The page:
Basic concepts

Darwin Information Typing Architecture (DITA) Version 1.2

DITA has been designed to satisfy requirements for information typing, semantic markup, modularity, reuse, interchange, and production of different deliverable forms from a single source. These topics provide an overview of the key DITA features and facilities that serve to satisfy these requirements.

DITA topics
In DITA, a topic is the basic unit of authoring and reuse. All DITA topics have the same basic structure: a title and, optionally, a body of content. Topics can be generic or more specialized; specialized topics represent more specific information types or semantic roles, for example, <concept>, <task>, <reference>, or <learningContent>. See DITA topics for more information.
DITA maps
DITA maps are documents that organize topics and other resources into structured collections of information. DITA maps specify hierarchy and the relationships among the topics; they also provide the context in which keys are defined and resolved. DITA maps should have .ditamap file extensions. See DITA maps for more information.
Information typing
Information typing is the practice of identifying types of topics, such as concept, reference, and task, to clearly distinguish between different types of information. Topics that answer different reader questions (How ...? What is ...?) can be categorized with different information types. The base information types provided by DITA specializations (i.e., technical content, machine industry, and learning and training) provide starter sets of information types that can be adopted immediately by many technical and business-related organizations. See Information typing for more information.
DITA linking
DITA depends heavily on links. The purposes for which it provides links include defining the content and organization of publication structures (DITA maps), topic-to-topic navigation links and cross references, and reuse of content by reference. All DITA links use the same addressing facilities, either URI-based addresses or DITA-specific indirect addresses using keys and key references. See DITA linking for more information.
DITA addressing
DITA provides a number of facilities for establishing relationships among DITA elements and between DITA elements and non-DITA resources. All DITA relationships use the same addressing facilities irrespective of the semantics of the relationship established. DITA addresses are either direct, URI-based addresses, or indirect key-based addresses. Within DITA documents, individual elements are addressed by unique IDs specified on the common @id attribute. DITA defines two fragment identifier syntaxes for addressing DITA elements, one for topics and elements within maps and one for non-topic elements within topics. See DITA addressing for more information.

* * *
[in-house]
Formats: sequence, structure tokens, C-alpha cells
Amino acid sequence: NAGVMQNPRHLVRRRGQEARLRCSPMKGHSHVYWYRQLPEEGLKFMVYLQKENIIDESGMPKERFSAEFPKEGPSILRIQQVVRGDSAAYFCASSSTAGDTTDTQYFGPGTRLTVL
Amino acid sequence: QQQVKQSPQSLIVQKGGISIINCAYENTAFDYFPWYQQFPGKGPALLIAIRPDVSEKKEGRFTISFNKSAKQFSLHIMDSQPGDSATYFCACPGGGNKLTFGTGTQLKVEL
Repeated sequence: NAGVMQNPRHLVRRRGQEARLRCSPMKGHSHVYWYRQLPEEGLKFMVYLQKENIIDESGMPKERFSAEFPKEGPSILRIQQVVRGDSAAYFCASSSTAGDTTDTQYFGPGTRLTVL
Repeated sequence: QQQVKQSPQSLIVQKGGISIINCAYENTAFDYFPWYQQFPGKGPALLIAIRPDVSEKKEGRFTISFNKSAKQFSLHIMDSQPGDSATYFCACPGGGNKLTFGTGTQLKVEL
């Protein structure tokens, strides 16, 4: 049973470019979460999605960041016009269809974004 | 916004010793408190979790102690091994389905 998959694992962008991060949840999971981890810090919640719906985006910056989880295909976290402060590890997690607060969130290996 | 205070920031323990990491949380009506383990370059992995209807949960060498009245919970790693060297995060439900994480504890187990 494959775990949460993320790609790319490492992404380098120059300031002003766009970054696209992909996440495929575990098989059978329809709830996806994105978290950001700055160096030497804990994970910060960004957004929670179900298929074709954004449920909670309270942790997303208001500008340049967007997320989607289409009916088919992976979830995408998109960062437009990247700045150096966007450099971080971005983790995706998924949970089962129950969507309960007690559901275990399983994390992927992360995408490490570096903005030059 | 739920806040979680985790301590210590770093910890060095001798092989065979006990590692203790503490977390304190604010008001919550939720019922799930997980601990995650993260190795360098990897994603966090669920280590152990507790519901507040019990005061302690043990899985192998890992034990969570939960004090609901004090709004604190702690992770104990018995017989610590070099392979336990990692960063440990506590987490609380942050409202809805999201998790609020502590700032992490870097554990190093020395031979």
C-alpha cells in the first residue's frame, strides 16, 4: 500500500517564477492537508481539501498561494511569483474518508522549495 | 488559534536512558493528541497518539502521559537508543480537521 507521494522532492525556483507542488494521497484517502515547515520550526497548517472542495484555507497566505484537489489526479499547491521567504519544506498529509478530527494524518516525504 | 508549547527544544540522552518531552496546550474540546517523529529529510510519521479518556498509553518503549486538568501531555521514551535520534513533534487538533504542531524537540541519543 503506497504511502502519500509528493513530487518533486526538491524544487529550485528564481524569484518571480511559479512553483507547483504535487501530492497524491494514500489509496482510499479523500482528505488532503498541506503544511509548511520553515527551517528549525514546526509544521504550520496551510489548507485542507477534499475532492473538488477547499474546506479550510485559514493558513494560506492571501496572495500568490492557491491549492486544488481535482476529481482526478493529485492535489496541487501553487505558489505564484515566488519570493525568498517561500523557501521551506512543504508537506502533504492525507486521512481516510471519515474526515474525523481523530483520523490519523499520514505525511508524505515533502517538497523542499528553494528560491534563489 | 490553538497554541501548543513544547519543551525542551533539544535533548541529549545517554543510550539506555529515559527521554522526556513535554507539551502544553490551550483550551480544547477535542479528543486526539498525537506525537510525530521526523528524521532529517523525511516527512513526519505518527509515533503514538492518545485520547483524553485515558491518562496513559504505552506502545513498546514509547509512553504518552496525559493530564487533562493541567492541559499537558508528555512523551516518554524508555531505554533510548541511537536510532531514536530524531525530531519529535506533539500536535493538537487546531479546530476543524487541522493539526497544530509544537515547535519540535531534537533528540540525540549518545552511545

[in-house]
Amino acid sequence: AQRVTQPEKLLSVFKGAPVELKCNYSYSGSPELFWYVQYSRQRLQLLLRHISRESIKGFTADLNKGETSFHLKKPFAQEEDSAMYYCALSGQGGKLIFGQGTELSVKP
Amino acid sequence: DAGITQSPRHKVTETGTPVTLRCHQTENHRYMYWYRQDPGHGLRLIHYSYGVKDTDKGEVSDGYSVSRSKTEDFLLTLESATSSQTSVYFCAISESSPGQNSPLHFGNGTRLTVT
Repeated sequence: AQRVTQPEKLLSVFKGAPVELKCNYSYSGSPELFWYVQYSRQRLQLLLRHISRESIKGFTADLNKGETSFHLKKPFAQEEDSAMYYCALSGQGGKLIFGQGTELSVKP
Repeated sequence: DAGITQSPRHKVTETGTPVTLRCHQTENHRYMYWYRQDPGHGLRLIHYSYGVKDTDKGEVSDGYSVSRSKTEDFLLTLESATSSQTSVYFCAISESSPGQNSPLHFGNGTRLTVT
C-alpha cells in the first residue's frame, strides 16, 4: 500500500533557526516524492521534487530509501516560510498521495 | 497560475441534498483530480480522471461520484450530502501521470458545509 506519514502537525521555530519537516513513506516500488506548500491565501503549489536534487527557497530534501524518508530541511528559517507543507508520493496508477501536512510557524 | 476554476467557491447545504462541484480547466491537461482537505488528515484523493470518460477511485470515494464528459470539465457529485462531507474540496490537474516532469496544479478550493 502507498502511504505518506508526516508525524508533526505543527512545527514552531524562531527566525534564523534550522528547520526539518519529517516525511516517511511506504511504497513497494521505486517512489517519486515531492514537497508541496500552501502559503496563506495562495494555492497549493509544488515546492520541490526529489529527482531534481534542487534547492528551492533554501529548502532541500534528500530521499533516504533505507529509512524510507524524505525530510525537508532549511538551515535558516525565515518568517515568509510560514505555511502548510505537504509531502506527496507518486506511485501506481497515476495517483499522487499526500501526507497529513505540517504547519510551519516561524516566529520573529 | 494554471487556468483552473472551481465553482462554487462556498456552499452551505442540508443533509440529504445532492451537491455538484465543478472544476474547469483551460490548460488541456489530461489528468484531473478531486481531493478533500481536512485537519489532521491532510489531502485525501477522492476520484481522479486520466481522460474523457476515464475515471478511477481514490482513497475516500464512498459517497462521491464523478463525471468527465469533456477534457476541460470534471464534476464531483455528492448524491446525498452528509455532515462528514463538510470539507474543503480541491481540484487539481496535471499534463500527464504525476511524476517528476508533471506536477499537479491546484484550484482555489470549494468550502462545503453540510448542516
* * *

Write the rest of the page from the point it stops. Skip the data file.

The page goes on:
Content reuse
The DITA @conref, @conkeyref, @conrefend, and related attributes provide a mechanism for reuse of content fragments within DITA topics or maps. See Content reuse for more information
Conditional processing
Attribute-based profiling, also known as conditional processing or applicability, is the use of classifying metadata that enables the filtering, flagging, searching, indexing, and other processing based on the association of an element with one or more values in a specific classification domain. See Conditional processing for more information.
Configuration
A given DITA map or topic document is governed by a DITA document type that defines the set of structural modules (topic or map types), domain modules, and constraints modules that the map or topic can use. See Configuration for more information.
Specialization
The specialization feature of DITA allows for the creation of new element types and attributes that are explicitly and formally derived from existing types. The resulting specialization allows for the blind interchange of all conforming DITA content and a minimum level of common processing for all DITA content. It also allows specialization-aware processors to add specialization-specific processing to existing base processing. See Specialization for more information.
Constraints
Constraint modules define additional constraints for corresponding vocabulary modules in order to restrict content models or attribute lists for specific element types, remove extension elements from an integrated domain module, or replace base element types with domain-provided extension element types. Constraint modules do not and cannot change element semantics, only the details of how element types can be used in the context of a specific concrete document type. Because constraints can make optional elements required, documents that use the same vocabulary modules may still have incompatible constraints. Thus the use of constraints can affect the ability for content from one topic or map to be used directly in another topic or map. See Constraints for more information.